Call us to book.
Knight Inlet Lodge
Knight Inlet Lodge is set in a wonderfully peaceful and remote location. Tucked into Glendale Cove in the longest fjord on the BC coast, the area surrounding the floating lodge has one of the highest concentration of grizzly bears in the province. Your days here are filled with excursions led by experienced local guides to see the bears both on foot or by kayak.
Great Bear Lodge
Located in the remote coastal Nekite Valley, Great Bear Lodge is one of the best places in the world to see grizzly bears. The Lodge is committed to low-impact ecotourism and is powered by wind and solar energy. Delicious organic local fare makes up your dinner and evenings are spent relaxing on the wooden decks. The number of guests at the eco-friendly lodge is limited to 16 so you are always guaranteed a truly personalised and memorable experience.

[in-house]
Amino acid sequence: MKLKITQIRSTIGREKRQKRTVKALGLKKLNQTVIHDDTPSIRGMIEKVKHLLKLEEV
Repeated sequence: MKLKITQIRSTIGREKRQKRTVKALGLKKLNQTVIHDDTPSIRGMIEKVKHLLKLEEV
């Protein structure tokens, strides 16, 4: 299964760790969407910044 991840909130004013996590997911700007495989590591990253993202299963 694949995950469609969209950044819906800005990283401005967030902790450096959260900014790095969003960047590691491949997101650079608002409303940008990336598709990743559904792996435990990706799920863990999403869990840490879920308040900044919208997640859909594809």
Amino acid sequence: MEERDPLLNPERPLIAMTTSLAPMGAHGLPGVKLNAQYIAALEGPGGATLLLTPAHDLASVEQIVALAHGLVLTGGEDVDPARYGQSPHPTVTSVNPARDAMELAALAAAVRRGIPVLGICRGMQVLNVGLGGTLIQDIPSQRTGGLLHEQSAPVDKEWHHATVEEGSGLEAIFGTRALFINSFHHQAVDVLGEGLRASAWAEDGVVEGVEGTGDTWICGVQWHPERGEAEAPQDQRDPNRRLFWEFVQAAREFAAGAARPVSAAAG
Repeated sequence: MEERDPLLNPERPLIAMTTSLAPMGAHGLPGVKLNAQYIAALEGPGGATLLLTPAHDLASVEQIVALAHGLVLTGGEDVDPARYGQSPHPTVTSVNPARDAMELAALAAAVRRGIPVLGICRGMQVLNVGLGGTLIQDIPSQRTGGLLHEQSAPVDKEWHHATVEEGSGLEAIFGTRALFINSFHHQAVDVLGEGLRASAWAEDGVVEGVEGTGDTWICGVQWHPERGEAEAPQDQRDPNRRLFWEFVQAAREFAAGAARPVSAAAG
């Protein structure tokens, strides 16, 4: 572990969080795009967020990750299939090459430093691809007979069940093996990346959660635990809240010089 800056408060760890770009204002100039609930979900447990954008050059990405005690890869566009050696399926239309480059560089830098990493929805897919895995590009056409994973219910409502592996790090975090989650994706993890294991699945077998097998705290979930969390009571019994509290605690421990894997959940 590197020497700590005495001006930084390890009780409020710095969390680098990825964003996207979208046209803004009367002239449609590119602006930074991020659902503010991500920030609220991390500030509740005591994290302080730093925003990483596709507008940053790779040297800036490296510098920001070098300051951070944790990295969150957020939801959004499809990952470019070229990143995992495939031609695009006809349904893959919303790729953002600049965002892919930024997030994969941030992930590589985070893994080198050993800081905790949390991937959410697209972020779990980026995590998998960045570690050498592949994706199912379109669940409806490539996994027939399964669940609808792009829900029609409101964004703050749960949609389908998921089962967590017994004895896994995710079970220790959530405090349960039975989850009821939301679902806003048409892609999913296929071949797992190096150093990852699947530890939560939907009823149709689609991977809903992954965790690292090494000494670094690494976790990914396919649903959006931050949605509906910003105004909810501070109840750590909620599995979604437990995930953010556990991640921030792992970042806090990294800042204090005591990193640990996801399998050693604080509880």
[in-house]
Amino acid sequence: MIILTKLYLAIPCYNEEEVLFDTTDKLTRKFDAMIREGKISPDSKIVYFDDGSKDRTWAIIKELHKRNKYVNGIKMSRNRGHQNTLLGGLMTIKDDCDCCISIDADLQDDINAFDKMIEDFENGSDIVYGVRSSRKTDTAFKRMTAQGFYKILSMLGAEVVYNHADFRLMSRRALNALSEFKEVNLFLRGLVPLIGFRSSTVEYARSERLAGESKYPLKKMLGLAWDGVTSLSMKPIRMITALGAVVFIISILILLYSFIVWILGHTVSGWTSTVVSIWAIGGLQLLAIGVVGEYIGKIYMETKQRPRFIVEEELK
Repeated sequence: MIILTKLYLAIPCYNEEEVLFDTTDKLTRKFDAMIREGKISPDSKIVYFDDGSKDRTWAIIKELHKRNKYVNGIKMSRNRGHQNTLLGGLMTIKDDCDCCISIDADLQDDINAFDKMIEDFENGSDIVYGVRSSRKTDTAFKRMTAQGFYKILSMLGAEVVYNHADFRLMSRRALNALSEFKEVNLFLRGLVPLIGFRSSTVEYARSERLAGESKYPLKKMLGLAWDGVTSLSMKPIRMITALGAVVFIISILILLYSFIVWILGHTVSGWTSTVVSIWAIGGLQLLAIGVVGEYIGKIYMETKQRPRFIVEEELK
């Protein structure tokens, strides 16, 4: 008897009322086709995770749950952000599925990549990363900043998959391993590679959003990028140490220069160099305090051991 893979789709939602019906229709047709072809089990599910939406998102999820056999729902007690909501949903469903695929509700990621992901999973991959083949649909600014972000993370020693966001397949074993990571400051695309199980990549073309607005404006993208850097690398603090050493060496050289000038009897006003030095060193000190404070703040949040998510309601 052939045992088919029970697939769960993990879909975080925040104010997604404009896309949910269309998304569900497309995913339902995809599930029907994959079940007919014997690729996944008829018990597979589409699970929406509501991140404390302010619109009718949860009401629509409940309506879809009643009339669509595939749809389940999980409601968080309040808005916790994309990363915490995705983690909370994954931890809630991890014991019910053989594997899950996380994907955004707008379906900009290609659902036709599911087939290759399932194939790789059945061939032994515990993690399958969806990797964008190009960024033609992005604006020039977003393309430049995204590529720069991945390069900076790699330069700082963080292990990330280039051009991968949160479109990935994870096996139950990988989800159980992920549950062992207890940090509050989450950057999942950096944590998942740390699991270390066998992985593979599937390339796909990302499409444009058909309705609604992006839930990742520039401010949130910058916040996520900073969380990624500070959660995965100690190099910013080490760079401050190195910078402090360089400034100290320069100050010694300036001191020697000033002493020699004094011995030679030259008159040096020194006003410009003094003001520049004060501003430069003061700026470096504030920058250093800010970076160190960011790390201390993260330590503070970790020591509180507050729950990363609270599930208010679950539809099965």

Tweedsmuir Park Lodge
The private log cabins here are one of the most relaxed places for bear watching in Canada, so keep your eyes peeled for bears simply wandering by. Tweedsmuir Park is a fantastic place to stop at as part of a Canada self-drive holiday along Highway 20 in central BC. It nestles alongside a tributary of the Bella Coola River in the Tweedsmuir Provincial Park. Take some time out and truly appreciate the surroundings of the Great Bear Rainforest.
Sonora Resort offers unmatched splendour, comfort and natural thrills in the famed beauty and tranquillity of the Great Bear Rainforest. This Relais & Chateaux property offers BC's magical coastal setting along with five-star accommodation, extraordinary service, gourmet dining and a spectacular spa - complete with mineral pools and a water journey. It nestles in the pristine environment of BC's Discovery Islands, with sumptuous rooms, suites and private villas.
Spirit Bear Lodge